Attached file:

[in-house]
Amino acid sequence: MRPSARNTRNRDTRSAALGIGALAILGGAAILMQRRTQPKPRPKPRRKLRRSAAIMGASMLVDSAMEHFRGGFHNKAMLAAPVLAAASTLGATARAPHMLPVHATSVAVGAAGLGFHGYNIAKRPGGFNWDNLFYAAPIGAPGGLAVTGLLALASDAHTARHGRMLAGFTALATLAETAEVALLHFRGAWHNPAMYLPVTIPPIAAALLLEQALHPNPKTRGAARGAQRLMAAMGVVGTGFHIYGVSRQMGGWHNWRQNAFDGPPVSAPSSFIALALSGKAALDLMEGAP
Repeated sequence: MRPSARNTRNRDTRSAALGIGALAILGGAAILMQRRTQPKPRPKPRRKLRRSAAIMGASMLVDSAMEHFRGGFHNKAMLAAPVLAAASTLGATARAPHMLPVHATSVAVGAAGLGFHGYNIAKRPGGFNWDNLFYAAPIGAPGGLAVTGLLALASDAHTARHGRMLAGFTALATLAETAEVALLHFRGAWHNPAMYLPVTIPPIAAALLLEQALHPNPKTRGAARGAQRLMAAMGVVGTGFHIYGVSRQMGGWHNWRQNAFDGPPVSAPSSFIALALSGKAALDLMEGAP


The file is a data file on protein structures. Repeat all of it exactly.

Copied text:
[in-house]
Amino acid sequence: MRPSARNTRNRDTRSAALGIGALAILGGAAILMQRRTQPKPRPKPRRKLRRSAAIMGASMLVDSAMEHFRGGFHNKAMLAAPVLAAASTLGATARAPHMLPVHATSVAVGAAGLGFHGYNIAKRPGGFNWDNLFYAAPIGAPGGLAVTGLLALASDAHTARHGRMLAGFTALATLAETAEVALLHFRGAWHNPAMYLPVTIPPIAAALLLEQALHPNPKTRGAARGAQRLMAAMGVVGTGFHIYGVSRQMGGWHNWRQNAFDGPPVSAPSSFIALALSGKAALDLMEGAP
Repeated sequence: MRPSARNTRNRDTRSAALGIGALAILGGAAILMQRRTQPKPRPKPRRKLRRSAAIMGASMLVDSAMEHFRGGFHNKAMLAAPVLAAASTLGATARAPHMLPVHATSVAVGAAGLGFHGYNIAKRPGGFNWDNLFYAAPIGAPGGLAVTGLLALASDAHTARHGRMLAGFTALATLAETAEVALLHFRGAWHNPAMYLPVTIPPIAAALLLEQALHPNPKTRGAARGAQRLMAAMGVVGTGFHIYGVSRQMGGWHNWRQNAFDGPPVSAPSSFIALALSGKAALDLMEGAP